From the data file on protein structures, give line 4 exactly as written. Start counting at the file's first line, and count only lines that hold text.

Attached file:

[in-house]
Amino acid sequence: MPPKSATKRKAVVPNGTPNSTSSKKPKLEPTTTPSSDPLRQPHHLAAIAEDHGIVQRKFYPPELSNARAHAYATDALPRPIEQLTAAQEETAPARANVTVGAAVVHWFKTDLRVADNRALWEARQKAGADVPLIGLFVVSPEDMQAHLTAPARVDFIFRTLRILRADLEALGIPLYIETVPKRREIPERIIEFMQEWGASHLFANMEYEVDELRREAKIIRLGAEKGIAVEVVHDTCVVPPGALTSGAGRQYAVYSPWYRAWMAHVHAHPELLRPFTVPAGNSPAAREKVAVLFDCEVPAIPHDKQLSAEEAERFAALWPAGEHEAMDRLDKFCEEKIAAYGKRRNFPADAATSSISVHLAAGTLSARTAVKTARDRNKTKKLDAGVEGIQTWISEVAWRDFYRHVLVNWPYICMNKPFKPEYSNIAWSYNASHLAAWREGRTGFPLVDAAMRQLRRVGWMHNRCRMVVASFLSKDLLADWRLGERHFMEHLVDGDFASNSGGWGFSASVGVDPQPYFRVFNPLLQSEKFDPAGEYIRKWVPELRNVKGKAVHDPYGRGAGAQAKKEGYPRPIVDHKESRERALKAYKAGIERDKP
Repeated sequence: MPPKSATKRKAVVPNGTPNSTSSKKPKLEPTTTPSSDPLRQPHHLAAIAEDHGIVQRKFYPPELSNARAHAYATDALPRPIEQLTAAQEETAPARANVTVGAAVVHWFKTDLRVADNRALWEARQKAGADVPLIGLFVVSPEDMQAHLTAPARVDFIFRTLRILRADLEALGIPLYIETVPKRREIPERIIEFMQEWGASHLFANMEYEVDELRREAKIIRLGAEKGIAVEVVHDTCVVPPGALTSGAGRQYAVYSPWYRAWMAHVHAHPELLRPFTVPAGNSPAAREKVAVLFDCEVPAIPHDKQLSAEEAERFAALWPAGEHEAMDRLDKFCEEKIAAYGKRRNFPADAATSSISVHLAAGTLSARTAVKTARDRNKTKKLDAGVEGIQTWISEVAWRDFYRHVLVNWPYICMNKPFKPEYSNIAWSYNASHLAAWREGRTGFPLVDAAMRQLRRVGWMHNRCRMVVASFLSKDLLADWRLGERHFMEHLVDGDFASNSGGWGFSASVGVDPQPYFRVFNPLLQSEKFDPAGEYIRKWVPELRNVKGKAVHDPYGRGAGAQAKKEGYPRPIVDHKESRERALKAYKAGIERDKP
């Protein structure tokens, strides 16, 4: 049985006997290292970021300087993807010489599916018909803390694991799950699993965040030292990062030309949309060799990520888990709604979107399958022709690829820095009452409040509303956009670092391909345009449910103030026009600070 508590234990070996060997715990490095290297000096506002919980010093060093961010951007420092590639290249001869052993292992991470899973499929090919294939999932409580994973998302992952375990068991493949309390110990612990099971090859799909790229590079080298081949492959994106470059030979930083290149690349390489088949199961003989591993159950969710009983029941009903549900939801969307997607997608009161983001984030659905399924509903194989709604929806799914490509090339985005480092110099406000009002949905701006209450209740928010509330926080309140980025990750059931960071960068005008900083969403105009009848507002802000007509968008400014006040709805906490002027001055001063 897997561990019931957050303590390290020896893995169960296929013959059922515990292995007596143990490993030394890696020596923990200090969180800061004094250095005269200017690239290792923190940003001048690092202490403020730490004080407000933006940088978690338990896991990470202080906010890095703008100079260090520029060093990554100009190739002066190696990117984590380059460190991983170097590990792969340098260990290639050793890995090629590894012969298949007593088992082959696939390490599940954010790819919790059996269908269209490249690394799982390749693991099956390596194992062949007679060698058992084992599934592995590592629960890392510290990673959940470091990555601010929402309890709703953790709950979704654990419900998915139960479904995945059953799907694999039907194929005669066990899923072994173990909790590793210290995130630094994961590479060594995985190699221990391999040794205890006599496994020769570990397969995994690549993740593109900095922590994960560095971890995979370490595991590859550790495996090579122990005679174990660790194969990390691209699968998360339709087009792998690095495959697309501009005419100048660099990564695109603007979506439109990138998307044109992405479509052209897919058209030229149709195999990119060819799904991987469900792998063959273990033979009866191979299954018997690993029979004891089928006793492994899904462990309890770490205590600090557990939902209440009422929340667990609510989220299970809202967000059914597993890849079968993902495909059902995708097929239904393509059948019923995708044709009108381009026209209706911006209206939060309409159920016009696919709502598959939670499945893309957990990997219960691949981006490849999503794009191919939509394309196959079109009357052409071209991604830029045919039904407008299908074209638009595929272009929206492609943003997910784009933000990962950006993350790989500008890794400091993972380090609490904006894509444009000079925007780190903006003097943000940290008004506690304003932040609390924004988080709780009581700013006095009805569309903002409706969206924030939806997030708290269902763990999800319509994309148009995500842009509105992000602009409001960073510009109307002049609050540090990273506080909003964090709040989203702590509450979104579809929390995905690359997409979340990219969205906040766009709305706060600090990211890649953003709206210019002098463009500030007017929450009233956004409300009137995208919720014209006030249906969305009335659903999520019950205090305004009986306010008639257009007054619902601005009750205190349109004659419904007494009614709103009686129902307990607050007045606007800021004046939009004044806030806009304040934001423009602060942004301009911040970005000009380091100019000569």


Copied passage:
């Protein structure tokens, strides 16, 4: 049985006997290292970021300087993807010489599916018909803390694991799950699993965040030292990062030309949309060799990520888990709604979107399958022709690829820095009452409040509303956009670092391909345009449910103030026009600070 508590234990070996060997715990490095290297000096506002919980010093060093961010951007420092590639290249001869052993292992991470899973499929090919294939999932409580994973998302992952375990068991493949309390110990612990099971090859799909790229590079080298081949492959994106470059030979930083290149690349390489088949199961003989591993159950969710009983029941009903549900939801969307997607997608009161983001984030659905399924509903194989709604929806799914490509090339985005480092110099406000009002949905701006209450209740928010509330926080309140980025990750059931960071960068005008900083969403105009009848507002802000007509968008400014006040709805906490002027001055001063 897997561990019931957050303590390290020896893995169960296929013959059922515990292995007596143990490993030394890696020596923990200090969180800061004094250095005269200017690239290792923190940003001048690092202490403020730490004080407000933006940088978690338990896991990470202080906010890095703008100079260090520029060093990554100009190739002066190696990117984590380059460190991983170097590990792969340098260990290639050793890995090629590894012969298949007593088992082959696939390490599940954010790819919790059996269908269209490249690394799982390749693991099956390596194992062949007679060698058992084992599934592995590592629960890392510290990673959940470091990555601010929402309890709703953790709950979704654990419900998915139960479904995945059953799907694999039907194929005669066990899923072994173990909790590793210290995130630094994961590479060594995985190699221990391999040794205890006599496994020769570990397969995994690549993740593109900095922590994960560095971890995979370490595991590859550790495996090579122990005679174990660790194969990390691209699968998360339709087009792998690095495959697309501009005419100048660099990564695109603007979506439109990138998307044109992405479509052209897919058209030229149709195999990119060819799904991987469900792998063959273990033979009866191979299954018997690993029979004891089928006793492994899904462990309890770490205590600090557990939902209440009422929340667990609510989220299970809202967000059914597993890849079968993902495909059902995708097929239904393509059948019923995708044709009108381009026209209706911006209206939060309409159920016009696919709502598959939670499945893309957990990997219960691949981006490849999503794009191919939509394309196959079109009357052409071209991604830029045919039904407008299908074209638009595929272009929206492609943003997910784009933000990962950006993350790989500008890794400091993972380090609490904006894509444009000079925007780190903006003097943000940290008004506690304003932040609390924004988080709780009581700013006095009805569309903002409706969206924030939806997030708290269902763990999800319509994309148009995500842009509105992000602009409001960073510009109307002049609050540090990273506080909003964090709040989203702590509450979104579809929390995905690359997409979340990219969205906040766009709305706060600090990211890649953003709206210019002098463009500030007017929450009233956004409300009137995208919720014209006030249906969305009335659903999520019950205090305004009986306010008639257009007054619902601005009750205190349109004659419904007494009614709103009686129902307990607050007045606007800021004046939009004044806030806009304040934001423009602060942004301009911040970005000009380091100019000569």